9. X-Force/X-Statix

The Dorklyst: The 9 Worst Superhero Teams of AllTime - Image 2

The original X-Force was a Rob Liefield-created posse of loud muscular guys who thought coolness was determined by the number of pouches strewn across your massive build, with names like "Shatterstar" and "Warpath," led by King Pouch-Enthusiast, Cable. It sold tremendously well and helped to ruin superhero comic books for a little while. After a few different grim-n-gritty reboots, the series was given to the freewheeling team of Peter Milligan and Michael Allred, who promptly killed the whole team in an explosion and came up with their own. In their hands, X-Force became an spectacularly biting meta-commentary on the comic business, featuring a team of self-obsessed, dysfunctional, fame-addicted assholes whose sole purpose is to cause flashy carnage in order to sell merchandise, based on the whims of their managers and a fickle consuming public. Unpopular characters would be killed in the field, so each team members would do everything in their their power to stay relevant, at the expense of the team (one subplot centered around the token black character trying to prevent another black superhero from joining for fear that he'll be killed off as soon as he's no longer the minority, while another centered around two characters grudgingly striking up a gay love affair to drive up their popularity).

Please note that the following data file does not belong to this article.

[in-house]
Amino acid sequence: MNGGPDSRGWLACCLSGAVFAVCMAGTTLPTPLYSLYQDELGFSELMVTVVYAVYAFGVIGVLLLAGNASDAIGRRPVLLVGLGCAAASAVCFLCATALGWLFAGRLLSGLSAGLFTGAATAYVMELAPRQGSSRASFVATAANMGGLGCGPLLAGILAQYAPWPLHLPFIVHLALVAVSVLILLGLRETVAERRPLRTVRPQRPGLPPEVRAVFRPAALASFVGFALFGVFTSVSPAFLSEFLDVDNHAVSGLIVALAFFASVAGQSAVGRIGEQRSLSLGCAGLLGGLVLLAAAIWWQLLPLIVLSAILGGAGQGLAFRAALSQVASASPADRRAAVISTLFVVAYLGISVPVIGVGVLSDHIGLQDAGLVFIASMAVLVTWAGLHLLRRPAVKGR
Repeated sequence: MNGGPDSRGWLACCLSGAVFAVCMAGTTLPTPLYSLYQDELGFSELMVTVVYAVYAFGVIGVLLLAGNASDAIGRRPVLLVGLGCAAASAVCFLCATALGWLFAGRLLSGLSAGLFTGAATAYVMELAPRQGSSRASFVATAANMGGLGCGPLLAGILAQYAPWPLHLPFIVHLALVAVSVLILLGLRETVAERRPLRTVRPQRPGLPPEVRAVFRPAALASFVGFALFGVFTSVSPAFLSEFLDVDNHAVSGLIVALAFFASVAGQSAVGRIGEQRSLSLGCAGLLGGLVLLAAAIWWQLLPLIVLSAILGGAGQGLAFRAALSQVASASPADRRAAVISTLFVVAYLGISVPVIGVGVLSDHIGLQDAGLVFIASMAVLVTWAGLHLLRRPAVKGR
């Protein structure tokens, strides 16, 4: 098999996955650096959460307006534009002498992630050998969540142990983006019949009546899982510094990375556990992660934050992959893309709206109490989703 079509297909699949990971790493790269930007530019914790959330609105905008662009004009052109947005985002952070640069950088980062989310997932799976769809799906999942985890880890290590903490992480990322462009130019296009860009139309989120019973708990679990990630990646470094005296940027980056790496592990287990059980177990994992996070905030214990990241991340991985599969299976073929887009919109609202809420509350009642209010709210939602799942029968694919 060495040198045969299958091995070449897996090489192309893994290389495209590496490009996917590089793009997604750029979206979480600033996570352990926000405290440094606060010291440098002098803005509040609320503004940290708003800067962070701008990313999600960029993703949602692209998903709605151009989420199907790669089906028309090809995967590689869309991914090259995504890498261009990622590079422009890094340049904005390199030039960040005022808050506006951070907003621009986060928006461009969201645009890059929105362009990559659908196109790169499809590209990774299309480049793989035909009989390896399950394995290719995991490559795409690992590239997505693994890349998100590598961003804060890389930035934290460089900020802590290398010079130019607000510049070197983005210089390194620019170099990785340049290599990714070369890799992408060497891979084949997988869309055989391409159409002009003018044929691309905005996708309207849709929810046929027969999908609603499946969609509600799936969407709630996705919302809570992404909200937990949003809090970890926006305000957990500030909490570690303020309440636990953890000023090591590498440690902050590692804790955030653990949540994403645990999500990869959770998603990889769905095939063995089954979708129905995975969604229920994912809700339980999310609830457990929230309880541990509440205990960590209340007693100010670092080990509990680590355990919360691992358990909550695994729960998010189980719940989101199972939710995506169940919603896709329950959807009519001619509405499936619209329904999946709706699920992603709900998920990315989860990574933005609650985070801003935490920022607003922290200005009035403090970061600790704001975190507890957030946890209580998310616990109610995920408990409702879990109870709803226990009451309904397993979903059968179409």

By the end of the Milligan/Allred run, the entire team (renamed "X-Statix," to be sufficiently x-treme) had been murdered several times over, and sales had dropped precipitously, despite the creative team giving the Marvel audience exactly what they apparently wanted. The reins were handed back to Liefield, because testosterone must flow.

Filed Under   the dorklyst